M&D: We did not know that. It made no difference where you wanted to march. We would have supported you no matter where you marched, though one has to wonder how things might have been different. Would it have been the Blue Devils that took second three out of four years? Not that you were a jinx or anything. You just never know.

DCW: Thanks, I think. Anyway, during the time I marched with Regiment, Bill (my younger brother) was marching Royal Crusaders. Did you perceive any animosity from corps members toward him because of my decision?

M&D: We did get the feeling from some parents and management. They pretty much gave him a hard time because you decided to march with the Regiment. Back then, traveling halfway across the country just wasn’t as common as it is today.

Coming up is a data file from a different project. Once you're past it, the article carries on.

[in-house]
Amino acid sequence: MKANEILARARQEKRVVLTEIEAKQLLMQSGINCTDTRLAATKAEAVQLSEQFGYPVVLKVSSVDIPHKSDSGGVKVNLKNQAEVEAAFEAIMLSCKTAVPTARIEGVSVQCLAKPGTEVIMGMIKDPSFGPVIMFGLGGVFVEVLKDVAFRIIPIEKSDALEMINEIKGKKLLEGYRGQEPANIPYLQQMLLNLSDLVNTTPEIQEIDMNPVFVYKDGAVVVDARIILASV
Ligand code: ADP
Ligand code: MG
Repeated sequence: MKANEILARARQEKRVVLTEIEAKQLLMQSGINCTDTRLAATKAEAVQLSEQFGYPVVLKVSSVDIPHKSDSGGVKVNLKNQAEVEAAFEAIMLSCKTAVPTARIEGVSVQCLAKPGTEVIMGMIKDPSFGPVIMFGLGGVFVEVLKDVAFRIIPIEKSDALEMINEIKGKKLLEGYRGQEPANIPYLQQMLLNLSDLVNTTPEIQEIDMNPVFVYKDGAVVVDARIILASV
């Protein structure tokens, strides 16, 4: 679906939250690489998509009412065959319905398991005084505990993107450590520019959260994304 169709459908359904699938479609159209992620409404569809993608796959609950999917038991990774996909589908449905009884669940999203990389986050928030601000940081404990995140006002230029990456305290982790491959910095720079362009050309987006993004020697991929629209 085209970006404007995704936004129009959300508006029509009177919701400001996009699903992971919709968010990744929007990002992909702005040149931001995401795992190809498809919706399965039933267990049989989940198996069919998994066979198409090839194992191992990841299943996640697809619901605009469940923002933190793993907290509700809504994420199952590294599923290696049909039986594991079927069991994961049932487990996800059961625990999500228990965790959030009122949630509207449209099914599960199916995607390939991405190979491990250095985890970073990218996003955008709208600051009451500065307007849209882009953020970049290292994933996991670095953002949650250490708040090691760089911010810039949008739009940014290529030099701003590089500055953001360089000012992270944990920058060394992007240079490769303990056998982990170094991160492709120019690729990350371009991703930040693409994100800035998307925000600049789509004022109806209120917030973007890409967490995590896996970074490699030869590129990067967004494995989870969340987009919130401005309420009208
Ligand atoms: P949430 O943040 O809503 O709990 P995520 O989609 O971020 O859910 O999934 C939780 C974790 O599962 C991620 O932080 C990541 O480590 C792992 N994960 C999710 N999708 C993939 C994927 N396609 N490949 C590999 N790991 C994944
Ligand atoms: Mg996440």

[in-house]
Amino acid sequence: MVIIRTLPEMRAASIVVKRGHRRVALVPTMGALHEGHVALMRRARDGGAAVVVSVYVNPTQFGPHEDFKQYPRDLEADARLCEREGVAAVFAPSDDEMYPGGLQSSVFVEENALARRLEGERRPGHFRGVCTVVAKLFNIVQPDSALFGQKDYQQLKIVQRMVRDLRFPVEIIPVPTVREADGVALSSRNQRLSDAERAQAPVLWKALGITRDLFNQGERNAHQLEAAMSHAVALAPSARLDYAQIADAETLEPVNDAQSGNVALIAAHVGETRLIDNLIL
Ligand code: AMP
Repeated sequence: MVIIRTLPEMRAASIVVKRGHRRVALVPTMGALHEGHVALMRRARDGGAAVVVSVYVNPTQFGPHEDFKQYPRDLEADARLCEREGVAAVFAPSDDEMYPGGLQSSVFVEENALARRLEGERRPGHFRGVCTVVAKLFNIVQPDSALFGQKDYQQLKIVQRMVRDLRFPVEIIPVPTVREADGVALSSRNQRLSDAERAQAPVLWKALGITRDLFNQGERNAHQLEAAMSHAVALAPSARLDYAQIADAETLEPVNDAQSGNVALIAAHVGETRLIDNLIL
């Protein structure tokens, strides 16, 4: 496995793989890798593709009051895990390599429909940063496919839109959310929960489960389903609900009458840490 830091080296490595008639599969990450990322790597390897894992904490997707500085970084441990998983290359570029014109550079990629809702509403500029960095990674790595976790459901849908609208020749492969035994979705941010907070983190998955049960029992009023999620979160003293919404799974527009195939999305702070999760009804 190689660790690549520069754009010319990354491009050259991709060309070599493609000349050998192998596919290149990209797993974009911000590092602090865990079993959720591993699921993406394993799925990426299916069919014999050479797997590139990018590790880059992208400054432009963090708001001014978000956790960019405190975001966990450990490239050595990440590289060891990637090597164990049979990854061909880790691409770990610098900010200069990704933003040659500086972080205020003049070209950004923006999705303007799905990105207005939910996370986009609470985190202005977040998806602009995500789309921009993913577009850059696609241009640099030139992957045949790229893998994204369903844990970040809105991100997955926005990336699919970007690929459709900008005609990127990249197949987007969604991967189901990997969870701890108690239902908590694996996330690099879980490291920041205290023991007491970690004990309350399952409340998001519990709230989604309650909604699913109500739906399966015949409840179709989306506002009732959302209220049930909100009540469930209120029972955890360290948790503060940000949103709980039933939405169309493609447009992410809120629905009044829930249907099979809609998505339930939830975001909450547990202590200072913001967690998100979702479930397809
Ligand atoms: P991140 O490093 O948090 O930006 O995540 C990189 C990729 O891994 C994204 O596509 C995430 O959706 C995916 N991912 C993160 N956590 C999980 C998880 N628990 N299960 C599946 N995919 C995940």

I guess it was hard for them to accept that you would rather march with a corps that they (Royal Crusaders) had beaten most of the previous season (1975). Prior to any head-to-head competitions, it was pretty much people telling him how RC was going to beat the Regiment. Well, we all know how that turned out. It was really a shame because the activity should have been above that type of nonsense. How do they think we felt? We had kids in competing corps. Did we cheer for one to beat the other? Of course not.

At the time, Bill was about 14 and, considering what he went through, we were very proud of how he handled himself. He never let it get to him. It didn’t help his cause that he got stuck in Toledo after prelims and had to go with you until you brought him back for finals.